University project on the Virtualized Cloud Computing
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Vicc project: homemade VM Schedulers

This project aims at developing different Vm schedulers for a given IaaS cloud. Each scheduler will have meaningful properties for either the cloud customers or the cloud provider.


###Sheduler I. Naive.

The simulator terminated successfully, all the machines were allocated according to the algorithm allocating the VM to the first host with enough MIPS and RAM.

The summarized output for all days:

Incomes:    12399.24
Penalties:  402.18
Energy:     2643.81
Revenue:    9353.25

We see that we have revenue gained, as well as the SLA violations.

###Sheduler II. AntiAffinity.

Class implements the VM allocation with regard to their affinity.

  1. The theoretical complexity of the algorithm: Let us assume the machines arrive according to their ID (we have seen it in logs). Then worst case scenario of complexity is when we schedule the VM to the last Host in the list, the next VM to the last-1. So (n+n-1+n-2... n-h)*(k/h).toInt where n is the number of VMs, h is the # of VM should not be on the same host and k is the number of hosts. We take the whole pa of (k/h) to get the number of iterations for each VM cluster.
  2. This kind of an algorithm has a negative impact on the cluster capacity, because it introduces additional constraints to the VM allocation policy. It is required to have at least 100 host available for 100 VMs and the host with the minimum capacity should be at least as powerful as the sum of the minimum resources required vm from each set of 100. The resources might be underused and the energy consumption increases little, because we cannot pack VMs most efficiently.

The summarized output for all days:

Incomes:    12399.24
Penalties:  187.48
Energy:     2686.90
Revenue:    9524.86

###Shedulers III. Next-fit. Worst-fit.

The class implements the provided algorithm for the next fit policy. We save the ID of the last host to which the VM was allocated, and we start searching for the suitable allocation for the next VM from the host ID+1. When we arrive to the last host 799, if we are not able to allocate the VM here - we start again from the host 0.

The summarized output for all days for Next-fit:

Incomes:    12399.24
Penalties:  182.77
Energy:     3289.35
Revenue:    8927.12

Indeed, we observe less penalties with regards to the Naive scheduler.

The class implements the worst-fit algorithm. We introduce the sorting method to get the ID of a currently available for allocation host with the biggest MIPS or RAM provision maxResHostId. During the implementation we tried to check for the host with both biggest MIPS and RAM. But the impact on the SLA violations were worse.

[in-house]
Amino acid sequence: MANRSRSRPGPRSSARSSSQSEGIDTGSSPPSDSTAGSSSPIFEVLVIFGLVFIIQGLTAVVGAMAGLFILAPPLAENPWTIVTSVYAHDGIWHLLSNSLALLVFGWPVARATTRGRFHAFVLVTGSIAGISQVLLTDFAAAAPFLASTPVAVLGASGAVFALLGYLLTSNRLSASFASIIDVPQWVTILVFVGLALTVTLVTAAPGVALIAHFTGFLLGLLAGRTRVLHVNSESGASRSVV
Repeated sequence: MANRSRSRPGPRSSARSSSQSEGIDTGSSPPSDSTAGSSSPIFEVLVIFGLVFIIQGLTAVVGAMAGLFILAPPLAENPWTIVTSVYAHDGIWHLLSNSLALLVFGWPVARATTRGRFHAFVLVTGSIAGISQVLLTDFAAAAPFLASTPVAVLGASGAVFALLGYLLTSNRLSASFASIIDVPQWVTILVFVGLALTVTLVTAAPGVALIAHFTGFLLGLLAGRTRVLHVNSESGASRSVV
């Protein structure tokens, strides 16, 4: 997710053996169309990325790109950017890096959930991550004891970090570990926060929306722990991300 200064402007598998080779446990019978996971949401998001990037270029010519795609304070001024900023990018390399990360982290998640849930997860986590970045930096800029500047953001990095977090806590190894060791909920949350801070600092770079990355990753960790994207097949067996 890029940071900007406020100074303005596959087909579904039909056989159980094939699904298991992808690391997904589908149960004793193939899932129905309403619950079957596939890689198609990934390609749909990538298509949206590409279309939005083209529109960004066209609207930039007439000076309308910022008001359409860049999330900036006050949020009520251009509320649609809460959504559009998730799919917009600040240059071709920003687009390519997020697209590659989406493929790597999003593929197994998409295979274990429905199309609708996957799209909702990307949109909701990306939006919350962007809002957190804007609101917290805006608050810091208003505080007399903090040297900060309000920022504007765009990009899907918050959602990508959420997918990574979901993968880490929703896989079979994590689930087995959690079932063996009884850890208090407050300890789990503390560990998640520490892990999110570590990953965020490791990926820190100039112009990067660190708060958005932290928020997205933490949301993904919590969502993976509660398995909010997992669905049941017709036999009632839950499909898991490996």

The summarized output for all days for Worst-fit:

Incomes:    12399.24
Penalties:  6.06
Energy:     3271.79
Revenue:    9121.40
  1. The best performance in terms of SLA violations reduction is when running Worst-fit algorithm, because machines are allocated to the host with the most remaining resources, so the possibility to have SLA violations due to resoure unavailability is less than in case of the Next-fit.
  2. The theoretical complexity: Next-fit: Let us suoppose the next suitable VM is just behind the already allocated one. So it has to check k machines until it finds the next one. So the complexity is k*n. Worst fit: (k-1)*n. First we sort the hosts (k-1 times comparison) and do it for the n VMs.

###Sheduler IV. No SLA Violations.

The class implements the no violation policy. For that we are using CloudSim method isSuitableForVm, which returns true is the host is suitable for VM by RAM parameters, if yes, all RAM required will be availabe 100% time, so there will be no violations.

The summarized output for all days:

Incomes:    12399.24
Penalties:  0.00
Energy:     2872.22
Revenue:    9527.02

Indeed, we have no SLA violations.

###Sheduler V. Energy-efficient.

We reach energy efficiency when we pack VMs to the less possible number of hosts, so that some hosts can stay turned off. The class implements the policy to reduce energy consumption of the data center. We sort hosts by MIPS or RAM in ascending order, so that first we will try to allocate VMs to those hosts, which have least remaining resources. This allow us to pack VMs more efficiently. The complexity is similar to the worst fit, but we sort machines in the descending order.

The summarized output for all days:

Incomes:    12399.24
Penalties:  1425.26
Energy:     2609.37
Revenue:    8364.61

Indeed, it consumes less energy than all other schedulers.

###Sheduler VI. Greedy.

In the class we see that the final revenue depends very much on the consumed energy cost and the penalties introduced. We decided to combine the approaches we used in the schedulers IV and V. We will try to pack VMs as efficient as possible, provided we have no SLA violations.

The summarized output for all days:

Incomes:    12399.24
Penalties:  0.00
Energy:     2857.52
Revenue:    9541.72

The final revenue is bigger than all the revenues obtained before, although, for some of the schedulers - not significantly bigger. We think it is a possible tradeoff between energy consumption and SLA preservation. The complexity of the algorithm is combined energy efficiency algorithm complexite and the no SLA violations. But since we don't know the complexity of the isSuitableFor method we cannot completely infer the overall complexity of the Greedy scheduler.